by Christopher Kelty
Christopher M. Kelty is an associate professor at the University of California, Los Angeles.
has a joint appointment in the Center for Society
and Genetics, the department of Information Studies and the Department of Anthropology.
describes geeks as a 'recursive public'; do you think the formation of recursive public is specific to the digital age?
Why or why not?
3. How does Kelty
differentiate between the public sphere and a social imaginary?
In the May 2005 issue of Cultural Anthropology
, Christopher Kelty
examines how a shared social imaginary of the Internet creates and mobilizes "people who write software and deal regularly with the underlying protocols of the Internet (i.e. geeks)" into a recursive public.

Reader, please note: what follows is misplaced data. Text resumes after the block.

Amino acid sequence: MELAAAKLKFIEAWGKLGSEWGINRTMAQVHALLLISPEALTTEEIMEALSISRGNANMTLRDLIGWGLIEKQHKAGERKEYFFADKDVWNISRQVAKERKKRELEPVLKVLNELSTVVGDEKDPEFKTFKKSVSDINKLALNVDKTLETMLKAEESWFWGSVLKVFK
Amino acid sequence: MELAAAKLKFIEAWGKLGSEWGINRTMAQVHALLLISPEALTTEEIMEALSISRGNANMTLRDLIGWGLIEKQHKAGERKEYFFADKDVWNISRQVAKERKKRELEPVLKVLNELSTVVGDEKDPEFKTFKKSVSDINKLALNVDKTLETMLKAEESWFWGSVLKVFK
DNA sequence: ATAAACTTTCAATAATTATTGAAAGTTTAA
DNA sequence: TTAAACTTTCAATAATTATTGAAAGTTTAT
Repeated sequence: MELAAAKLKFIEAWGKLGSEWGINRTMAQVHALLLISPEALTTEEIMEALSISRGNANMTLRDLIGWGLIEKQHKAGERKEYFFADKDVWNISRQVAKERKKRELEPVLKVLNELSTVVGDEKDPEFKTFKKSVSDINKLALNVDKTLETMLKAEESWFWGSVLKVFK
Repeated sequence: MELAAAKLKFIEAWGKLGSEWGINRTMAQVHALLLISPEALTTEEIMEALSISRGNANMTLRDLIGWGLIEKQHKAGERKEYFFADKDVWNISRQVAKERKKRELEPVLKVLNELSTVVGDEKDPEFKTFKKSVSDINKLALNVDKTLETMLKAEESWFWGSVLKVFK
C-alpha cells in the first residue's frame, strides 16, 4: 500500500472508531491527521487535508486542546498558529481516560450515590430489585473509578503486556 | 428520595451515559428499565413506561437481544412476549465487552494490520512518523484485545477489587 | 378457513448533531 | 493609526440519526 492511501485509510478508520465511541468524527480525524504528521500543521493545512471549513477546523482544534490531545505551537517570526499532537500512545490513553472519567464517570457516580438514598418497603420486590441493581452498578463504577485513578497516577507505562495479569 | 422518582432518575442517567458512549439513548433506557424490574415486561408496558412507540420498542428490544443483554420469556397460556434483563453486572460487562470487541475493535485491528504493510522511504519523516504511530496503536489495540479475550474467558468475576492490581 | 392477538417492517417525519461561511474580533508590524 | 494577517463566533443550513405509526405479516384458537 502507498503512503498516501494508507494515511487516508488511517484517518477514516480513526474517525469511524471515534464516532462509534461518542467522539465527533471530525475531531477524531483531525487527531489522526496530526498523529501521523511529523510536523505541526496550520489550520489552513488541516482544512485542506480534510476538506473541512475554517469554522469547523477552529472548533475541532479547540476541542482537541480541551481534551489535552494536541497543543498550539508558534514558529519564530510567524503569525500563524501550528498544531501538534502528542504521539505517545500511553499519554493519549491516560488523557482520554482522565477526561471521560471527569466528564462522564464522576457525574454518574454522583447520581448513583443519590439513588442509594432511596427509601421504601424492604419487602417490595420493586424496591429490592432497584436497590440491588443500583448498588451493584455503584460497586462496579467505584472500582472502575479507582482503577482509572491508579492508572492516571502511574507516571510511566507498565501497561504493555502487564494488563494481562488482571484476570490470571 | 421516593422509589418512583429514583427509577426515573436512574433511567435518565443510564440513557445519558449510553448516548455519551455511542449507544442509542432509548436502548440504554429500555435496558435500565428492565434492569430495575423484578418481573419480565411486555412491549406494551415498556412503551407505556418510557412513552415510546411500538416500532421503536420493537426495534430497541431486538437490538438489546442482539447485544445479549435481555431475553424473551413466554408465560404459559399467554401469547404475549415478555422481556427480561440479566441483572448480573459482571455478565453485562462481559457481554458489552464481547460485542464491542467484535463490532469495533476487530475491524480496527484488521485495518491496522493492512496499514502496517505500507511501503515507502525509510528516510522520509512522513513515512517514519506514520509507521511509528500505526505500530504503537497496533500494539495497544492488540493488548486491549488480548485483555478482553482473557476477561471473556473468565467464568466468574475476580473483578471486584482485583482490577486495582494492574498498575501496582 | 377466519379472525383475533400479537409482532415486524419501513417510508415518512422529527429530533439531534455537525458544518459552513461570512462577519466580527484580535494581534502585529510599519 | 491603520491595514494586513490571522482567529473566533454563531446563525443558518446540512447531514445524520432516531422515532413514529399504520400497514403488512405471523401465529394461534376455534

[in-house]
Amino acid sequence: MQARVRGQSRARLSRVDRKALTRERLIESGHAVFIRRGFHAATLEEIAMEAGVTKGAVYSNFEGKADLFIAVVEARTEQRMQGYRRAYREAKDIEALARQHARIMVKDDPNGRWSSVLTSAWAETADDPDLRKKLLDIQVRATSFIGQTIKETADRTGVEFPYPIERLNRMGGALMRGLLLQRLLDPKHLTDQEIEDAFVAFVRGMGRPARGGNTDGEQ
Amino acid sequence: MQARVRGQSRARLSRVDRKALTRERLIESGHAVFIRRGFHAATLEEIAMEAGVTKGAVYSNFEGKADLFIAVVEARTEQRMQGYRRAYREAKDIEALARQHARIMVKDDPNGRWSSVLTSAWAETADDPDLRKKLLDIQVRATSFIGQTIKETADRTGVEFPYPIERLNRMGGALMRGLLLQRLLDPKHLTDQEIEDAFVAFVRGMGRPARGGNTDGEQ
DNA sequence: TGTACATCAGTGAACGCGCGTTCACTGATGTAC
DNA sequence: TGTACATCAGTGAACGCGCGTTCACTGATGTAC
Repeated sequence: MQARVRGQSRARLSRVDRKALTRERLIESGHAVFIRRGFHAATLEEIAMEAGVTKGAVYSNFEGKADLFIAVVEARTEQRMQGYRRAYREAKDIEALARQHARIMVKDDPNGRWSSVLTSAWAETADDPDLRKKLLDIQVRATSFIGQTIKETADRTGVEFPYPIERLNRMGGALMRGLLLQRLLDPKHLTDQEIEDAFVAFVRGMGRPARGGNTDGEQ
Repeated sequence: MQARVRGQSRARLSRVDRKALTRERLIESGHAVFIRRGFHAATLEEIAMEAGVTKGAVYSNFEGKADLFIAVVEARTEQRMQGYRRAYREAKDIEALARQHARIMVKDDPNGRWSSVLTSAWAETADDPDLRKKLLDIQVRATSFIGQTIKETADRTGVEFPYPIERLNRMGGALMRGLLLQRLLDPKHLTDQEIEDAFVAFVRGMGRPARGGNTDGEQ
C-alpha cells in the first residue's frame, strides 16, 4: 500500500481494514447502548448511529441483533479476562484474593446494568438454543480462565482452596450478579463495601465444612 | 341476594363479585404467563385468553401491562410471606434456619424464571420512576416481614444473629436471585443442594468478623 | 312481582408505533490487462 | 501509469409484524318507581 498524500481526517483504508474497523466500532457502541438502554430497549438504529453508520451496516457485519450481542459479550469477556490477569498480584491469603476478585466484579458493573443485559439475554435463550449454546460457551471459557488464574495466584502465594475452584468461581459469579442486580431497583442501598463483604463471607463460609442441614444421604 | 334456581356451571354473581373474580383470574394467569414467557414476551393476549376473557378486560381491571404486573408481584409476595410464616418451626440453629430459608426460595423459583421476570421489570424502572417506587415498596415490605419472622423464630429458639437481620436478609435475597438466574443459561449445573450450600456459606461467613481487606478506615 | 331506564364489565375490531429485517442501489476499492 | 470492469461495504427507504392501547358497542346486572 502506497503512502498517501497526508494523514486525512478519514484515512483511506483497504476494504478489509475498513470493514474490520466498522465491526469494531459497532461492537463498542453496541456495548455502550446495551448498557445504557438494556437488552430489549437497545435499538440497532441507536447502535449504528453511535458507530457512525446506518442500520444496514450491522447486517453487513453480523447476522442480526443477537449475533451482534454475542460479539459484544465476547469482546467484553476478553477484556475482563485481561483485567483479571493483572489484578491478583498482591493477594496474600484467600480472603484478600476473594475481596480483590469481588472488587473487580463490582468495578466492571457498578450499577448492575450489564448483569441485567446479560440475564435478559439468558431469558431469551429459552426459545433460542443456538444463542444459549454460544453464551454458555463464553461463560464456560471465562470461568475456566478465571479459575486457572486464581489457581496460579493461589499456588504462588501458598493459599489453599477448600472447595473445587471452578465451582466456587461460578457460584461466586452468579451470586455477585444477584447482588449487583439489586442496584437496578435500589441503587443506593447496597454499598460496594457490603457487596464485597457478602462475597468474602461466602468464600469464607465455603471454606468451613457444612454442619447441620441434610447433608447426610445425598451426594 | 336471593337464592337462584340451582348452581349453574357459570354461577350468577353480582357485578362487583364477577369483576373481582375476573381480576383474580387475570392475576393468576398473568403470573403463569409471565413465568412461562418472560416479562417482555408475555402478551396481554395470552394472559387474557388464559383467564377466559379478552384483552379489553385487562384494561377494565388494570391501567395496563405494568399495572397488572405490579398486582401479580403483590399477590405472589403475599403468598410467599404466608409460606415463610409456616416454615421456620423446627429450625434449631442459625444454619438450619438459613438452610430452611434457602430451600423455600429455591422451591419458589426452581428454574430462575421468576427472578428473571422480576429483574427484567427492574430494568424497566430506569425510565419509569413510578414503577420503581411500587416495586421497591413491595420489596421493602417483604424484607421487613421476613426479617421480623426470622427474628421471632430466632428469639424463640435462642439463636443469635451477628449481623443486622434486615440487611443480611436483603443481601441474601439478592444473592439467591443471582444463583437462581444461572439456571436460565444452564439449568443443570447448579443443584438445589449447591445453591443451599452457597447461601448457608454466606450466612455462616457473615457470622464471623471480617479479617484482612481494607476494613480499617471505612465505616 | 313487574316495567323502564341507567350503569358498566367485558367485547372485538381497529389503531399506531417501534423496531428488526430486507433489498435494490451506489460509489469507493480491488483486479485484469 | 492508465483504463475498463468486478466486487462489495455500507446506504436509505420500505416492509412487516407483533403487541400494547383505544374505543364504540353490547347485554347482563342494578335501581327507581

While geeks are geographically dispersed in locales as far flung as Boston, Berlin, and Bangalore, they are united by a shared concerned over the "technical and legal conditions of possibility for their own association."
With the Internet as their playground, geeks are constantly building and rebuilding the very infrastructure that allows them to associate.
Through coding and argumentation-by-technology, where technical objects such as programs and code become forms of speech, they seek to propagate shared values of openness, freedom and technological inevitability in order to maintain their existence, which is contingent upon the possibility of being addressed as a public.
shows how the Internet becomes more than a space where people assemble; it becomes a site of intense political contest.